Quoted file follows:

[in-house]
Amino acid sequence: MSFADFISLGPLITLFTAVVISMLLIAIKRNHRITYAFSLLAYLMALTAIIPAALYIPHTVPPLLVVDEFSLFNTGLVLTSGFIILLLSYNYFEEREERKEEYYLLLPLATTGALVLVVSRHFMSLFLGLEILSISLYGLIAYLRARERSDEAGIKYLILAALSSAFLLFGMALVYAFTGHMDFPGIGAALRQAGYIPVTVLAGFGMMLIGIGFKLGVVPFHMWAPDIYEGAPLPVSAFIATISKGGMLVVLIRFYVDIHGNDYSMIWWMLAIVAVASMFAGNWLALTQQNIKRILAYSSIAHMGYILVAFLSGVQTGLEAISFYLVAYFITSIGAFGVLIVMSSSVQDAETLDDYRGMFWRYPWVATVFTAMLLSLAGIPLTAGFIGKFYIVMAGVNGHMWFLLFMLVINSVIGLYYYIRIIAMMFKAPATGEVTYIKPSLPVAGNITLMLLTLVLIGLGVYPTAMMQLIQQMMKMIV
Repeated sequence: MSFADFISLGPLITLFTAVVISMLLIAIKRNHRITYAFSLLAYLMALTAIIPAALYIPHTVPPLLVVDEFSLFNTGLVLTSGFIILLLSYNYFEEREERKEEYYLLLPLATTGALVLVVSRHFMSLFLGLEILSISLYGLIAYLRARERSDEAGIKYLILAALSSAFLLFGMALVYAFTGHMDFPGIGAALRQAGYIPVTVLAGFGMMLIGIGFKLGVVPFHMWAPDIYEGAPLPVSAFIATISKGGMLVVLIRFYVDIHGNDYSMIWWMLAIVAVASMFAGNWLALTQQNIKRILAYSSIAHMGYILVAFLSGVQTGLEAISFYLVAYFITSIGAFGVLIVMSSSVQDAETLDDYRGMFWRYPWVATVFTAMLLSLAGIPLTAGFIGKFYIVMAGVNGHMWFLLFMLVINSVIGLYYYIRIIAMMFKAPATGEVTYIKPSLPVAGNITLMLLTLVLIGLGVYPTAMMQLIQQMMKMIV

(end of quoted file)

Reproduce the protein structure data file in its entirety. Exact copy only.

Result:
[in-house]
Amino acid sequence: MSFADFISLGPLITLFTAVVISMLLIAIKRNHRITYAFSLLAYLMALTAIIPAALYIPHTVPPLLVVDEFSLFNTGLVLTSGFIILLLSYNYFEEREERKEEYYLLLPLATTGALVLVVSRHFMSLFLGLEILSISLYGLIAYLRARERSDEAGIKYLILAALSSAFLLFGMALVYAFTGHMDFPGIGAALRQAGYIPVTVLAGFGMMLIGIGFKLGVVPFHMWAPDIYEGAPLPVSAFIATISKGGMLVVLIRFYVDIHGNDYSMIWWMLAIVAVASMFAGNWLALTQQNIKRILAYSSIAHMGYILVAFLSGVQTGLEAISFYLVAYFITSIGAFGVLIVMSSSVQDAETLDDYRGMFWRYPWVATVFTAMLLSLAGIPLTAGFIGKFYIVMAGVNGHMWFLLFMLVINSVIGLYYYIRIIAMMFKAPATGEVTYIKPSLPVAGNITLMLLTLVLIGLGVYPTAMMQLIQQMMKMIV
Repeated sequence: MSFADFISLGPLITLFTAVVISMLLIAIKRNHRITYAFSLLAYLMALTAIIPAALYIPHTVPPLLVVDEFSLFNTGLVLTSGFIILLLSYNYFEEREERKEEYYLLLPLATTGALVLVVSRHFMSLFLGLEILSISLYGLIAYLRARERSDEAGIKYLILAALSSAFLLFGMALVYAFTGHMDFPGIGAALRQAGYIPVTVLAGFGMMLIGIGFKLGVVPFHMWAPDIYEGAPLPVSAFIATISKGGMLVVLIRFYVDIHGNDYSMIWWMLAIVAVASMFAGNWLALTQQNIKRILAYSSIAHMGYILVAFLSGVQTGLEAISFYLVAYFITSIGAFGVLIVMSSSVQDAETLDDYRGMFWRYPWVATVFTAMLLSLAGIPLTAGFIGKFYIVMAGVNGHMWFLLFMLVINSVIGLYYYIRIIAMMFKAPATGEVTYIKPSLPVAGNITLMLLTLVLIGLGVYPTAMMQLIQQMMKMIV